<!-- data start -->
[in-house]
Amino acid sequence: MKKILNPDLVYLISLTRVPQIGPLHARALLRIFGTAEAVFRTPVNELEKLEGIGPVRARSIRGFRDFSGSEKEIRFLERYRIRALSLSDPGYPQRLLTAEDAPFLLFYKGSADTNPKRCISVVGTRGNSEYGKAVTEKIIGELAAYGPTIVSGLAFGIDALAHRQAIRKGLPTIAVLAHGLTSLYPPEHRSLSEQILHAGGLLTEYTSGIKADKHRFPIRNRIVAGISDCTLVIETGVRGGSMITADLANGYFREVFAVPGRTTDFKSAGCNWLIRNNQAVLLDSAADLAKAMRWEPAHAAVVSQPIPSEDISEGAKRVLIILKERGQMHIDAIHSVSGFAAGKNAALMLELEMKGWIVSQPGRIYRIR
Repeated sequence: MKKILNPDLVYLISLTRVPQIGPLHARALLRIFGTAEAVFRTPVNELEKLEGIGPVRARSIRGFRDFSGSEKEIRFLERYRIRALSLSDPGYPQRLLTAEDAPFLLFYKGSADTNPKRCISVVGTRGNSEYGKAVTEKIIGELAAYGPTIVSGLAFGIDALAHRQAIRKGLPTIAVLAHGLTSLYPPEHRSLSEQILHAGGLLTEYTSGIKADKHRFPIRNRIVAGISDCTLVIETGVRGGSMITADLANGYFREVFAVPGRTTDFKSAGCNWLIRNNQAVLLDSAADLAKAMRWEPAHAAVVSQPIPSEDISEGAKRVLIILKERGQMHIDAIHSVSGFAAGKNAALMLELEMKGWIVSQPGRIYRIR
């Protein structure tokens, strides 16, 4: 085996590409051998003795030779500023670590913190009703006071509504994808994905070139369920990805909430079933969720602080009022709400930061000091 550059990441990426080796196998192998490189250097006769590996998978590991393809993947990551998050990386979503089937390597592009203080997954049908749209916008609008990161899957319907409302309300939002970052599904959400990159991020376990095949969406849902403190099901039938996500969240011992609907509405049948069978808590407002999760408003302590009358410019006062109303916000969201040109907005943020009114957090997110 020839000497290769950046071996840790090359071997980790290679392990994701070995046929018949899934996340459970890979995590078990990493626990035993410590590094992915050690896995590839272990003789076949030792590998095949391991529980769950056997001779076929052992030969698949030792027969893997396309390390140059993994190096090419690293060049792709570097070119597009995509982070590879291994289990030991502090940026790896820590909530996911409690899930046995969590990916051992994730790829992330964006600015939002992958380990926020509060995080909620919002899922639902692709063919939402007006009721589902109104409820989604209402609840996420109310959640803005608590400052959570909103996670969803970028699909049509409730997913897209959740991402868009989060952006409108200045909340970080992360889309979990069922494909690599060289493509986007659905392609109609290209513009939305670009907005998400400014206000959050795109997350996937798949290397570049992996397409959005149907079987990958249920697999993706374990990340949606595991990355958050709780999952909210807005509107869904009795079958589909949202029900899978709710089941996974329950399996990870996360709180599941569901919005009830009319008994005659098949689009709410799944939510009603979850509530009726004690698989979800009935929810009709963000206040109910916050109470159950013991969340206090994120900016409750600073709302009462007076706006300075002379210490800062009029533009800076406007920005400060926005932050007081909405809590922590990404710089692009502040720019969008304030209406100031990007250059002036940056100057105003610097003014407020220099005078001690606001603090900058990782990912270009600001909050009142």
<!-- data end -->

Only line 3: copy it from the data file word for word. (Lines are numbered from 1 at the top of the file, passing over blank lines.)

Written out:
Repeated sequence: MKKILNPDLVYLISLTRVPQIGPLHARALLRIFGTAEAVFRTPVNELEKLEGIGPVRARSIRGFRDFSGSEKEIRFLERYRIRALSLSDPGYPQRLLTAEDAPFLLFYKGSADTNPKRCISVVGTRGNSEYGKAVTEKIIGELAAYGPTIVSGLAFGIDALAHRQAIRKGLPTIAVLAHGLTSLYPPEHRSLSEQILHAGGLLTEYTSGIKADKHRFPIRNRIVAGISDCTLVIETGVRGGSMITADLANGYFREVFAVPGRTTDFKSAGCNWLIRNNQAVLLDSAADLAKAMRWEPAHAAVVSQPIPSEDISEGAKRVLIILKERGQMHIDAIHSVSGFAAGKNAALMLELEMKGWIVSQPGRIYRIR